Published on August 25th, 2014 | by Ruben1
Matusalem Oloroso Dulce VORS (Gonzalez Byass)
While Cream sherries are sometimes cheap, cloying blends, this is a very balanced and honest sweet Oloroso
Matusalem is a sweetened Oloroso or Oloroso Dulce. It carries the V.O.R.S. label which means it’s at least 30 years old on average. It is one of four wines in a well-aged range that won numerous awards (see Noe, Apostoles and Del Duque).
While it’s obvious that Matusalem is a blend of Oloroso with sweeter Pedro Ximénez, you will find different assumptions about the origins and the production methods of this wine. Some say the dry Oloroso ages separately for 15 years before being blended and passed through a solera. In fact winemaker Antonio Flores confirmed that this happens much earlier in the process and that it spends its whole life together in a solera. The base wine for Matusalem is its younger sibling Solera 1847, a blend of around 8 years old, which then passes through the Matusalem solera for an additional 22+ years. Blending the components early in the process results in a smoother, more natural feeling wine than those blended at the moment of bottling.
Traditionally all grapes are grown on González Byass’ own vineyards – they’re one of the only bodegas that still maintain P.X. vines in the Macharnudo and Carrascal areas (nowadays this type is mostly bought from bodegas in Montilla – Moriles). The amount of P.X. added is around 25%, which results in a wine that contains around 130 grams of sugar per liter. While technically a Cream sherry with a seemingly high sugar content, the end result manages to keep the right balance, without feeling cloying or being dominated by the P.X.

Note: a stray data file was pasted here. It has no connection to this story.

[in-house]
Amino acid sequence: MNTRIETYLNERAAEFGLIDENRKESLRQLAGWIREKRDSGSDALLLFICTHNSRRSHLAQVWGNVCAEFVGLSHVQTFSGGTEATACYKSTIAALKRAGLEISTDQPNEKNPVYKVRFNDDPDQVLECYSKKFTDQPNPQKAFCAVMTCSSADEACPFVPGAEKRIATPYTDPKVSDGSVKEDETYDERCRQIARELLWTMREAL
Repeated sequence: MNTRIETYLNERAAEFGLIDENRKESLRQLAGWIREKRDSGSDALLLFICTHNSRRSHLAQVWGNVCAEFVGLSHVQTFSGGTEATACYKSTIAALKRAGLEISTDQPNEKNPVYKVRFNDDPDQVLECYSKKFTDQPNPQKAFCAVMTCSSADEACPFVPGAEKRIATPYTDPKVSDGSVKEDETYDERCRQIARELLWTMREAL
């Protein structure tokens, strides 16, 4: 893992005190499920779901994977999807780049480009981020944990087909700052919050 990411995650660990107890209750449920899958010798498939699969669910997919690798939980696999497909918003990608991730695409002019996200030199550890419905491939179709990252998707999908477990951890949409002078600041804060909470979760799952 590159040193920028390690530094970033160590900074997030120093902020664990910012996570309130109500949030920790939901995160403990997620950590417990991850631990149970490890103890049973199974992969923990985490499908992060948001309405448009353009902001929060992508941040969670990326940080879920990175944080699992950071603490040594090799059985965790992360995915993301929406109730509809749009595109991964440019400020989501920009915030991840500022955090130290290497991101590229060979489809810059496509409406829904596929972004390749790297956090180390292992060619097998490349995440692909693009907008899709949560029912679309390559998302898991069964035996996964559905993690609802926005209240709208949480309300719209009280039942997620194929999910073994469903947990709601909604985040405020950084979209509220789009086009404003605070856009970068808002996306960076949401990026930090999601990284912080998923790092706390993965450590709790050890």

Matusalem is more or less an archetype of sweetened Oloroso, and one of the success stories of González Byass. It has won numerous awards, including a Gold medal in the International Wine Challenge during most of the 1990’s.
Oloroso Dulce Matusalem VORS (20,5%, Gonzalez Byass)
Nose: toffee, chocolate and bags of dried figs, prunes and raisins. Hints of walnut liqueur and hazelnut cream. Coffee. Different kinds of precious woods, sandalwood to name just one. A distant echo of lemon peel too. Actually not too sweet and the complexity is really high.
Mouth: it’s Dulce alright, but actually I feel the balance between sweetness, acidity and herbal savouriness hits a sweet spot. Deep oaky notes again, leathery notes and dark chocolate. A certain heat as well, probably because of the many herbs and spices (cloves, soft pepper). Roasted nuts. Espresso. Some tangy lemon in the background.
Availability: usually quite easy to find. Available in 37,5 cl or 75 cl bottles. Around € 24 for a half bottle. If you can’t find it, check The Whisky Exchange for instance, they ship around the world.
Summary: I know some people think sweetened sherry can't be good, but these kind of old, well integrated examples can show a stunning balance. The P.X. sweetness adds richness and intensity, and helps to control the oaky astringency that comes with age.